Threaded into this thrilling narrative are little insights into various characters — the houndsman Grabbe, the whipper-in Matthew Tolland, the red-coated huntsman Perry, the chairman of the Hunt Damages Committee Harry Cheyne and the master of the hunt, Mrs Grant, among others — so that a well rounded picture of this close-knit community, where class and social standing is everything, is evoked.

But this is not just a fast-paced spinetingling read: the conclusion is a deeply moving one as our narrator realises Kabara has found his place, but he still hasn’t quite found his…

Author, Book review, David Vann, Fiction, literary fiction, Penguin, Publisher, Setting, USA

‘Legend of a Suicide’ by David Vann

LegendofaSuicide

Fiction – paperback; Penguin; 240 pages; 2009. Review copy courtesy of the publisher.

David Vann’s Legend of a Suicide is a deceptive book. I started it, thinking it was a novel, and was mid-way through it before I clocked that it was no such thing. This is actually a series of stories, albeit about the same character, Roy Venn, dealing with the suicide of his father, Jim.

The first, Ichthyology, is told through the eyes of a young Roy, who is obsessed with his aquarium and sneaks out of the house in his pajamas whenever he hears his parent’s fighting. We learn that his father, a dentist, is a troubled man beset by marital woes. The ending, when it comes, via a .44 Magnum handgun on the deck of a fishing boat, feels like a relief.

The next story, Rhoda, is a black comedy about Jim’s second wife, “who had dark, dark hair, pale skin, and a dropped eyelid that, on closer view, made her terribly beautiful”. At only 13 pages long, it’s enough for the reader to glean that Jim’s unable to relate to women very well: within days of their marriage the pair are rowing and Jim’s telling Roy, “She wasn’t like this before. This isn’t the woman I married.” We also discover Jim’s penchant for guns.

A Legend of Good Men is set after Jim’s death and focuses on Jim’s first wife (Roy’s mother) and the succession of men that she dates. Or, as Roy so aptly puts it:

The men she dated were a lot like the circuses that passed through our town. They’d move in quickly and unpack everything they owned, as if they had come to stay. They’d tempt us with brightly colored objects — flowers, balloons, remote controlled race cars — perform tricks with their beards and hands, call us funny names like snip, my little squash plant, ding-dong, and apple pie, and yell their stories at us day and night. Then they’d vanish, and we’d find no sign left, no mention  even, as if we’d simply imagined them.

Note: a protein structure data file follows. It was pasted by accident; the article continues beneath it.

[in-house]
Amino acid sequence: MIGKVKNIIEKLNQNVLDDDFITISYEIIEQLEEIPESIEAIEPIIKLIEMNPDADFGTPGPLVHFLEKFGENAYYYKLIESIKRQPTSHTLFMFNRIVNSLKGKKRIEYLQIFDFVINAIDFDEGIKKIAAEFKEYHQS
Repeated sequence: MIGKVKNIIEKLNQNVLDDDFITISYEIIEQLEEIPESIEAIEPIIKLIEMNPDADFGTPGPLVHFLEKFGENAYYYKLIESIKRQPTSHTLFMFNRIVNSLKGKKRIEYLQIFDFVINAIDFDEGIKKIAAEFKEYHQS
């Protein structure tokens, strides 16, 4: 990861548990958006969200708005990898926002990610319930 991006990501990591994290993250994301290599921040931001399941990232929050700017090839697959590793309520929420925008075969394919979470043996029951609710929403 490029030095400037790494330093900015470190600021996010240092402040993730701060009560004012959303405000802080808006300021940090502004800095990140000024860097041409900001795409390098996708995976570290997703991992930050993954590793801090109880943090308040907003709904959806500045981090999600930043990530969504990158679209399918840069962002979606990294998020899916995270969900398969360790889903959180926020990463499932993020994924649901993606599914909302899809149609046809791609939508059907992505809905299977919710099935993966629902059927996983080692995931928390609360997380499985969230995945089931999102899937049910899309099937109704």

By now, we’ve built up a pretty good picture of Jim, his first wife, his second wife and his son, and how his death has altered their lives forever. And then David Vann pulls a brilliant literary trick out of the magic hat and presents us with a two-part novella, Sukkwan Island, that is some of the finest story-telling you’re ever likely to come across in modern fiction. I loved this section of the book, which is told in the third-person (as opposed to the first-person in the preceding stories), and read it with a mixture of awe, fascination and fear.

Again, this story looks at Jim’s suicide from another angle: what if a bereaved son could extract his revenge on his dad before such a cowardly act is even carried out? I won’t spoil the plot, but if you think Stephen King meets Cormac McCarthy’s The Road you’ll get a fair idea of the horror and bleakness of what unfolds. Mind you, it’s quite hilarious in places, if you don’t mind laughing at gruesome things. Basically, Jim decides to spend a year living on a remote Alaskan island, taking his now 15-year-old son with him. He is woefully ill-equipped, both physically and mentally, for the task and when winter sets in things begin going a little awry, with devastating consequences…

The fifth and final story, Ketchikan, is told through Roy’s eyes as an adult revisiting the town his father once lived in, hoping to confront the mistress that destroyed his parent’s first marriage. But instead of putting ghosts to rest, Roy realises that perhaps there were very real reasons for what happened and that he’s failed to properly grasp them, let alone understand them. It feels like an emotional low-point, and the reader’s left wondering how much of the father’s patterns of behaviour will be carried on by the son.

Interestingly, David Vann has dedicated this book to his own father, James Edward Vann, who killed himself when David was a child. In his acknowledgments David thanks his family “because it was an uncomfortable topic I was writing about — my father’s suicide — and there’s exposure in these stories.” He adds: “They’re fictional but based on a lot that’s true.”